[Short Tip] Fix mount problems in RHV during GlusterFS mounts

Gluster Logo

When using Red Hat Virtualization or oVirt together with GLusterFS, there might be a strange error during the first creation of a storage domain:

Failed to add Storage Domain xyz.

One of the rather easy to fix reasons might be a permission problem: an initial Gluster exported file system belongs to the user root. However, the virtualization manager (ovirt-m bzw. RHV-M) does not have root rights and such needs another ownership.

In such cases, the fix is to mount the exported volume & set the user rights to the rhv-m user.

$ sudo mount -t glusterfs /mnt
# cd /mnt/
# chown -R 36.36 .

Afterwarsd, the volume can be mounted properly. Some more general details can be found at RH KB 78503.

GlusterFS: First impressions

TuxRecently I fooled around with GlusterFS, a distributed file system especially intended for use as backend storage. The first impression is quite good – as long as you use it for the right task.


GlusterFS is a distributed file system which is supposed to scale to large storage sizes. Besides file distribution it also offers “RAID” like features: if you have two GlusterFS servers you can either stripe the data on both of them, or mirror them. Or, if you got more servers, you can even create more complex setups with a mixture of striping and mirroring. The client protocol is very similar to NFS, and thus clients can GlusterFS servers via GlusterFS-Fuse or directly via NFS.

The advantage of a distributed file system is obvious: if one server goes down, the clients fail over to another server, and you still have the data. Also, you can add more servers in case you need more storage. A distinct advantage of GlusterFS compared to for example AFS or Ceph is that you do not need to worry about setting up special servers dedicated to processes like addressing the data. Each GlusterFS server has the same rights and tasks as the next (in simple setups, highly complex setups may vary).


GlusterFS faces competition first of all in its own field: distributed file systems as mentioned above (Ceph, AFS, etc.). But for simpler setups you can also create similar results with a shared block level device like DRBD and and NFS or even cluster file systems like GFS and OCFS. And in the end GlusterFS steps up to fight against high cost storage systems (SAN, …).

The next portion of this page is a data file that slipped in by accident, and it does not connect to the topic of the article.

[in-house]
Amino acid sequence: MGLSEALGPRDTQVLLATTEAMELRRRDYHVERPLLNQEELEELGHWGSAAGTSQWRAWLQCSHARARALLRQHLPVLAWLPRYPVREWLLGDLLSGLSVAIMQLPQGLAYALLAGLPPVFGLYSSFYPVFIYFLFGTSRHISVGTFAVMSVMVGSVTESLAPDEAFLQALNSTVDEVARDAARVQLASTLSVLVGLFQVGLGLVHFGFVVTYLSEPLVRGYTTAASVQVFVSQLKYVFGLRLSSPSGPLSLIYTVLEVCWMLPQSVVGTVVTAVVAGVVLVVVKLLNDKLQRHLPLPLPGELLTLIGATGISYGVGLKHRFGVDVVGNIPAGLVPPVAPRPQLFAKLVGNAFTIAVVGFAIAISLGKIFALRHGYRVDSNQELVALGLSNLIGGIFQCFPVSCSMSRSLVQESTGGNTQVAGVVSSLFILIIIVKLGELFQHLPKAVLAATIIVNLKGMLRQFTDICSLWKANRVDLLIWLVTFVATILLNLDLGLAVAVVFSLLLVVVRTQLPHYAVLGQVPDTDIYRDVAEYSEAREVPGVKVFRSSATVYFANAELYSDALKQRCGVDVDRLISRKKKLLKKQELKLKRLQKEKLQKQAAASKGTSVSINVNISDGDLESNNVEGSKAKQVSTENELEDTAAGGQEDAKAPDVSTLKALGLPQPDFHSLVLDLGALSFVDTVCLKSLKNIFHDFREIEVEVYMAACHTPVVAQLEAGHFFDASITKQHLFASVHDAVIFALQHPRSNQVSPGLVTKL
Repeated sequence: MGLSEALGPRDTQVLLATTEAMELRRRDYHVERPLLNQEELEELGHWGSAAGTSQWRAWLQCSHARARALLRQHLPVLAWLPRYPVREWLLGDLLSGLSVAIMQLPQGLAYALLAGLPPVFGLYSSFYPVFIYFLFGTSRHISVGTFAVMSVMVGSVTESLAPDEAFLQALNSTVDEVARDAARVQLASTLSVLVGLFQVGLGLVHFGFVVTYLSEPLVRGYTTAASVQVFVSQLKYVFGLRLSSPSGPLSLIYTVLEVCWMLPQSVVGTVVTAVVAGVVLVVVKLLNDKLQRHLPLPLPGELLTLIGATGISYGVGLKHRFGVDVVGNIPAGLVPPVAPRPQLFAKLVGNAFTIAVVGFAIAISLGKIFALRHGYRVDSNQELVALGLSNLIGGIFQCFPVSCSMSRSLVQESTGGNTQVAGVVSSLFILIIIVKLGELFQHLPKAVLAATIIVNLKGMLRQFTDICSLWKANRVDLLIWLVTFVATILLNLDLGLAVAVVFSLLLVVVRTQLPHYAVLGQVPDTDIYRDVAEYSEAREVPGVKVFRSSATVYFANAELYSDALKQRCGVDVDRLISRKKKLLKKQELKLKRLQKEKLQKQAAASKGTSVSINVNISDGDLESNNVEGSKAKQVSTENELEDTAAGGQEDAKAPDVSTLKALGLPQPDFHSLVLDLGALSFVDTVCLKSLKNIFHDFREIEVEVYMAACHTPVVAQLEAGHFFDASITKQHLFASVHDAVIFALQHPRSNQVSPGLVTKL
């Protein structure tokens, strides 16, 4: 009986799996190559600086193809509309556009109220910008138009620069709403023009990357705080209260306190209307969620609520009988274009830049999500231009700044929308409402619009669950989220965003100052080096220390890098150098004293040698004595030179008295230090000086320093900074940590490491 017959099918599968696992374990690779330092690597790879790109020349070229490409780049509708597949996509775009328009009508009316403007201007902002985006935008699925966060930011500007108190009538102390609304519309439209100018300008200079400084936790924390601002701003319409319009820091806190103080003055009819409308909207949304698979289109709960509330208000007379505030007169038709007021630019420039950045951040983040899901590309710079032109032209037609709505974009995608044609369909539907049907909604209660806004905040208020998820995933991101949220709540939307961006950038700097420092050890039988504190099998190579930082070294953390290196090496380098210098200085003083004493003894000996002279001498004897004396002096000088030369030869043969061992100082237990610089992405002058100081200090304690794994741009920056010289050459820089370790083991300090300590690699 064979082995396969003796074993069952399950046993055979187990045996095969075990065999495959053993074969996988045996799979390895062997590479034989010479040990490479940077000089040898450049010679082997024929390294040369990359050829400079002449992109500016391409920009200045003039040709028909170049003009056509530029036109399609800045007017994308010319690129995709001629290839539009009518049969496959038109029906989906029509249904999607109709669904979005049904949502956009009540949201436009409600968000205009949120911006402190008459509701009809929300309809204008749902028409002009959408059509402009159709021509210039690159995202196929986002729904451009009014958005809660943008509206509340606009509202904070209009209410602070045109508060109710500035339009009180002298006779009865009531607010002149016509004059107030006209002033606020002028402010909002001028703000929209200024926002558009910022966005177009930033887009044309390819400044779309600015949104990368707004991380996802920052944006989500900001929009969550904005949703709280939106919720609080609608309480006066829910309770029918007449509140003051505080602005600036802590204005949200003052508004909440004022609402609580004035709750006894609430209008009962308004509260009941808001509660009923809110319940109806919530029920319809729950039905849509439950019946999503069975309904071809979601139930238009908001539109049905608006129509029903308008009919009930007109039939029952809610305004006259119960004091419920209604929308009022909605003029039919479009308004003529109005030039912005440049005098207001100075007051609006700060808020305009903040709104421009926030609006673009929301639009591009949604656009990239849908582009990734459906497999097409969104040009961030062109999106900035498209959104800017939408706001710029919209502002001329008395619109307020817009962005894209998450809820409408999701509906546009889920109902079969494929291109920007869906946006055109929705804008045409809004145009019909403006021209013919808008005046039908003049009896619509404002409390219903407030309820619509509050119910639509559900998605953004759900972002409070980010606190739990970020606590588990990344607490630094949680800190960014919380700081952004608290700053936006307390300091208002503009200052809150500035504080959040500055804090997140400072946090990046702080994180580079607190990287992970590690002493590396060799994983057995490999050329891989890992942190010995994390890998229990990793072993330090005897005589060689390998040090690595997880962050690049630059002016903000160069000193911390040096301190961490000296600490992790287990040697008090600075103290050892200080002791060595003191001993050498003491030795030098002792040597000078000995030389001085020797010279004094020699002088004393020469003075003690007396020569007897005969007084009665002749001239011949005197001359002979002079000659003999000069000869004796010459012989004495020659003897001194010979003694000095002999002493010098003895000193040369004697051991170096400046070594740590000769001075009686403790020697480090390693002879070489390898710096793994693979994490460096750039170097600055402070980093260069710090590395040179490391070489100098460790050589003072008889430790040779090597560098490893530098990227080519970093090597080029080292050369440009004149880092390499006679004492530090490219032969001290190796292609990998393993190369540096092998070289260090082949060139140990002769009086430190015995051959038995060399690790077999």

The Setup

For my tests of GlusterFS I used a couple of CentOS 6 VMs in KVM on my laptop. I followed the well written GlusterFS-CentOS-Howto by falco. However, one thing which is probably not outlined enough in the howto: GlusterFS really depends on host name resolution. And really depending means that an entry in /etc/hosts on the GlusterFS machines is not enough. You should have a working DNS!

That said, the easiest way to accomplish this with a running KVM test setup is to just add the necessary entries to /etc/hosts on the host side (!). These information are forwarded to the VM guests and provide a reliable name resolution.

Tests and Results

I run a couple of tests: shutting down a server, shutting down the interfaces, shutting down the GlusterFS services, etc. The data on the machines were a couple of various text files, nothing fancy.

And all in all, I must say I was impressed with the features and capabilities: the setup was reliable, files where automatically distributed, servers started offline were resynced automatically, and so on. The collision detection is pretty neat, it works on file level: even if there occurs a split brain, i/o is only blocked for files which are actually affected. This is – of course and by design – a huge advantage over shared block devices which block the access to the entire device once a split brain occurs.

The only disadvantage which I run into was that when a glusterfs service goes down, but the machine hosting the service is still there: you might run into a (configurable) network timeout of roughly 45 seconds till the client fails over to the other server. This is by design, but might have a bad impact on apps that need close-to-instant access to files. For such cases it might make sense to bring in STONITH or add a LVS or similar in front of the service.

Unfortunately I wasn’t able to perform usable performance tests. This was a virtualized setup on a laptop after all, so I cannot really say how the performance of GlusterFS is under heavy load, with large amounts of files, etc.


GlusterFS is an impressive distributed file system with many features which is really easy to use: the setup is much simpler than AFS or Ceph, and you don’t have to worry about the complex and fragile setups including cluster file systems and an outdated DLM.

So GlusterFS seems to be about perfect for sharing files among many clients while also providing HA features in an environment where you are not able or willing to use a SAN.

What is left now is to figure out in how far GlusterFS works as a backend for storing VM images: it is said that the performance of GlusterFS in version 3.3 was largely increased with respect to the usual access behavior of virtual machine images, many reads and writes on a single, large file. It is often said that there is the largest gap between GlusterFS and Ceph since Ceph can also export block devices.

But I haven’t tested that yet, that’s one for the next test run.